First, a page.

As it turns out, this colorless, flammable gas is arguably the most important petrochemical on the planet — and much of it comes from the hurricane-stricken Gulf Coast. Ethylene is one of the big reasons the damage wrought by Hurricane Harvey in the chemical communities along the Gulf is likely to ripple through U.S. manufacturing of essential items from milk jugs to mattresses. “Ethylene really is the major petrochemical that impacts the entire industry,” said an expert. Texas alone produces nearly three quarters of the country’s supply of one of the most basic chemical building blocks.
Ethylene is the foundation for making plastics essential to U.S. consumer and industrial goods, feeding into car parts used by Detroit and diapers sold by Wal-Mart. With Harvey’s floods shutting down almost all the state’s plants, 61 percent of U.S. ethylene capacity has been closed, according to analysts. Ethylene occurs naturally — it’s the gas given off by fruit as it ripens. But it also lies at the heart of the $3.5 trillion global chemical industry, with factories pumping out 146 million tons last year. Processing plants turn the chemical into polyethylene, the world’s most common plasticthat’s used in garbage bags and food packaging.
When transformed into ethylene glycol, it’s the antifreeze that keeps engines and airplane wings from freezing in winter, and it also becomes the polyester used in textiles and water bottles. “The combination of Harvey’s path, duration and rainfall total is wreaking havoc with the supply side of the U.S. chemicals industry on an unprecedented scale,” said an Analyst. “We certainly haven’t seen anything quite like it in our 18 years of following chemical stocks on Wall Street.” The sudden dearth of ethylene and other materials is being felt up and down the supply chain. More than half of the country’s capacity for making polyethylene plastic has been shut down in the past week. More than 60 percent of production of polypropylene — another plastic, has been curtailed.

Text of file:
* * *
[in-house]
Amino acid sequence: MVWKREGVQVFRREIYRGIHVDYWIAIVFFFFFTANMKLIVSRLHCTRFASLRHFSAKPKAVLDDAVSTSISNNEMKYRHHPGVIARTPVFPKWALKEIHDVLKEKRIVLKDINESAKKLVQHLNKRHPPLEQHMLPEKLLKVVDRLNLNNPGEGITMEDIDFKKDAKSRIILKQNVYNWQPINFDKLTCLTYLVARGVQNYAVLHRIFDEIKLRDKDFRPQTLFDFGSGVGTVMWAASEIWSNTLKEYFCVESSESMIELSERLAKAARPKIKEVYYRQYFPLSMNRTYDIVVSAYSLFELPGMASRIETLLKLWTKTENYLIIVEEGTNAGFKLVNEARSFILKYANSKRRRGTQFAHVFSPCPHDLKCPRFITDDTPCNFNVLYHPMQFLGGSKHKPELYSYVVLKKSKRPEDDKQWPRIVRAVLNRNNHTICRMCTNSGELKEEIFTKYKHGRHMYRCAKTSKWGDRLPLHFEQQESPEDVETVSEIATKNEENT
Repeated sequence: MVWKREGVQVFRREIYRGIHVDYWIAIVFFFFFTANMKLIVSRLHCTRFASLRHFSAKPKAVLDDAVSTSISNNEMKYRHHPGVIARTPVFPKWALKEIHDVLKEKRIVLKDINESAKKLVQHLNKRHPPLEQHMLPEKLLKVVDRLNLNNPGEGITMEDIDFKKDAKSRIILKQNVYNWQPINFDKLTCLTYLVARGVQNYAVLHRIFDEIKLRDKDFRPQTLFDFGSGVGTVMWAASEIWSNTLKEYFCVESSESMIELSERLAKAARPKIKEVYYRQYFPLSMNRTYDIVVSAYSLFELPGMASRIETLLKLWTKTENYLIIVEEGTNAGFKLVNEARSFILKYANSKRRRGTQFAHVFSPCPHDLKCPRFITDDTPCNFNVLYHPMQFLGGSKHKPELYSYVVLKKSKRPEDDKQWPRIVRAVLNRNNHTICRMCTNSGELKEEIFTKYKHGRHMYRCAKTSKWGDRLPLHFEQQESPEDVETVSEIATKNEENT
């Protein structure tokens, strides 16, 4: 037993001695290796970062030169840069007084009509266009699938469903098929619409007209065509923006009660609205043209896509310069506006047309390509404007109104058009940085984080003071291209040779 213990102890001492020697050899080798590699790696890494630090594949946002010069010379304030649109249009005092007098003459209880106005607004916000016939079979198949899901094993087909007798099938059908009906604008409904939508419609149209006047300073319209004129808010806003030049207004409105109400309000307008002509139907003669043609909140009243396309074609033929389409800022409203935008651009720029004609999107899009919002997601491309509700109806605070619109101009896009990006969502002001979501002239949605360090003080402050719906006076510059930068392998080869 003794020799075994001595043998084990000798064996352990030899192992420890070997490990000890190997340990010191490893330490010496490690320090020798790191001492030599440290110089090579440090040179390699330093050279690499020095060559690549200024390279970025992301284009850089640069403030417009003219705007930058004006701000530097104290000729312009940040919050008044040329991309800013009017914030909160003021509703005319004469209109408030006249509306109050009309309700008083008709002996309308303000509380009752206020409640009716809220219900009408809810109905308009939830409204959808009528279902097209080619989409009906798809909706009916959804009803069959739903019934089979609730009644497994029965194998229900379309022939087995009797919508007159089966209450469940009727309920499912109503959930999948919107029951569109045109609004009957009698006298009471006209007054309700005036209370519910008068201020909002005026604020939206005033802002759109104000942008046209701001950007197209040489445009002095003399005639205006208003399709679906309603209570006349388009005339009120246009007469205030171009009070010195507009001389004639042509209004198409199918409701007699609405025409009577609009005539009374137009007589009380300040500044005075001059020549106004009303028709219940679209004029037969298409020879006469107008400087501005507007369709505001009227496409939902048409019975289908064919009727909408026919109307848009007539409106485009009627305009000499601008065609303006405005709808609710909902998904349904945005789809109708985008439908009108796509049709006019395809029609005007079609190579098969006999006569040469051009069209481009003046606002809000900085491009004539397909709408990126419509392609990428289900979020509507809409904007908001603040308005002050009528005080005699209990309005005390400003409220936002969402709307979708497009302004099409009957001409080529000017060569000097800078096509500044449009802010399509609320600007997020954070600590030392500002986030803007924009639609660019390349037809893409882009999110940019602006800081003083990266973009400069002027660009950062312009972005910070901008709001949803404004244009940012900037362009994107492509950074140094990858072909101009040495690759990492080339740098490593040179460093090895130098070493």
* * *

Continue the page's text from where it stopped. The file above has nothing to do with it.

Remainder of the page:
$1 trillion Fund Bleak View on Global Trade – Thanks to Trump
The man running the world’s biggest sovereign wealth fund says there’s every indication that global trade is suffering from something more serious than a temporary slowdown. The Investment Management says the heyday of cross-border trade is probably behind us. “The question investors are asking themselves is if the easy wins already have been made,” he said in interview from his office on the top floor of Norway’s central bank in Oslo. “The global supply chains have in a way had a one-time gain primarily through outsourcing of multinationals to China.”
Norway’s wealth fund owns 1.3 percent of globally listed stocks, spread out over almost 80 countries. And with interest rates at record lows, the investor has cut its long-term return expectations to about 3 percent from 4 percent, even after winning approval from parliament to raise its share of equities to 70 percent from 60 percent. “I don’t expect that we will act differently in any similar crisis in the future,” he said. As the fund approaches $1 trillion in value, its stated goal is to safeguard today’s oil wealth for future generations of Norwegians.
It has surged in size since its inception two decades ago, generating an annual nominal return of 5.89 percent. Norway’s government last year started taking cash out of the fund for the first time, to make up for lower oil revenue. Withdrawals are set to hit about $9.3 billion in 2017, and remain at that level in coming years amid stricter fiscal rules.